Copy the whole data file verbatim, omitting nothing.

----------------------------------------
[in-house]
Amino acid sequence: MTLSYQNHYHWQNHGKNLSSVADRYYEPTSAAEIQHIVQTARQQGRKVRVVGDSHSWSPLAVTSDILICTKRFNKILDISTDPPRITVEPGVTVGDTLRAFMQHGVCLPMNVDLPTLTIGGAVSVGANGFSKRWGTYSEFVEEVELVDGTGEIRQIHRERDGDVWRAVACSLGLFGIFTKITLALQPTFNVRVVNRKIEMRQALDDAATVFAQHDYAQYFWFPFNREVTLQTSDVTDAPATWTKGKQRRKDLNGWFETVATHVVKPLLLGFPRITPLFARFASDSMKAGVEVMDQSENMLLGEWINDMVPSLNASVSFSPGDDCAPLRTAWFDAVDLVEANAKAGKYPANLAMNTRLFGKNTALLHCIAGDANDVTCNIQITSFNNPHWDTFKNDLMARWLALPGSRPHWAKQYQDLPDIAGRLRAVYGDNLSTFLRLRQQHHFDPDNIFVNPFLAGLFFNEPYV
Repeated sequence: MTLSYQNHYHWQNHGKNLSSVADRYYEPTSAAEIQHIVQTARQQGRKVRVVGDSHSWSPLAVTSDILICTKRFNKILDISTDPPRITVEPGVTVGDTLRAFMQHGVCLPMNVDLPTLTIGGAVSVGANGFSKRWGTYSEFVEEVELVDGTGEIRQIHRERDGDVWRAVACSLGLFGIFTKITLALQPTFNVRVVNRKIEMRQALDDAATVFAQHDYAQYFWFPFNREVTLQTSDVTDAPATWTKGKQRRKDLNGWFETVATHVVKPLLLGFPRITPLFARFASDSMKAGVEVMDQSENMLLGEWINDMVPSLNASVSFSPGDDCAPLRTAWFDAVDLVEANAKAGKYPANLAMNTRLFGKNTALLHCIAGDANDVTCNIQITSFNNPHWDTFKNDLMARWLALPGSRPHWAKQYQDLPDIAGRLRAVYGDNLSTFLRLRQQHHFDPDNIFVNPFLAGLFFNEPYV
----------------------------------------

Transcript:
[in-house]
Amino acid sequence: MTLSYQNHYHWQNHGKNLSSVADRYYEPTSAAEIQHIVQTARQQGRKVRVVGDSHSWSPLAVTSDILICTKRFNKILDISTDPPRITVEPGVTVGDTLRAFMQHGVCLPMNVDLPTLTIGGAVSVGANGFSKRWGTYSEFVEEVELVDGTGEIRQIHRERDGDVWRAVACSLGLFGIFTKITLALQPTFNVRVVNRKIEMRQALDDAATVFAQHDYAQYFWFPFNREVTLQTSDVTDAPATWTKGKQRRKDLNGWFETVATHVVKPLLLGFPRITPLFARFASDSMKAGVEVMDQSENMLLGEWINDMVPSLNASVSFSPGDDCAPLRTAWFDAVDLVEANAKAGKYPANLAMNTRLFGKNTALLHCIAGDANDVTCNIQITSFNNPHWDTFKNDLMARWLALPGSRPHWAKQYQDLPDIAGRLRAVYGDNLSTFLRLRQQHHFDPDNIFVNPFLAGLFFNEPYV
Repeated sequence: MTLSYQNHYHWQNHGKNLSSVADRYYEPTSAAEIQHIVQTARQQGRKVRVVGDSHSWSPLAVTSDILICTKRFNKILDISTDPPRITVEPGVTVGDTLRAFMQHGVCLPMNVDLPTLTIGGAVSVGANGFSKRWGTYSEFVEEVELVDGTGEIRQIHRERDGDVWRAVACSLGLFGIFTKITLALQPTFNVRVVNRKIEMRQALDDAATVFAQHDYAQYFWFPFNREVTLQTSDVTDAPATWTKGKQRRKDLNGWFETVATHVVKPLLLGFPRITPLFARFASDSMKAGVEVMDQSENMLLGEWINDMVPSLNASVSFSPGDDCAPLRTAWFDAVDLVEANAKAGKYPANLAMNTRLFGKNTALLHCIAGDANDVTCNIQITSFNNPHWDTFKNDLMARWLALPGSRPHWAKQYQDLPDIAGRLRAVYGDNLSTFLRLRQQHHFDPDNIFVNPFLAGLFFNEPYV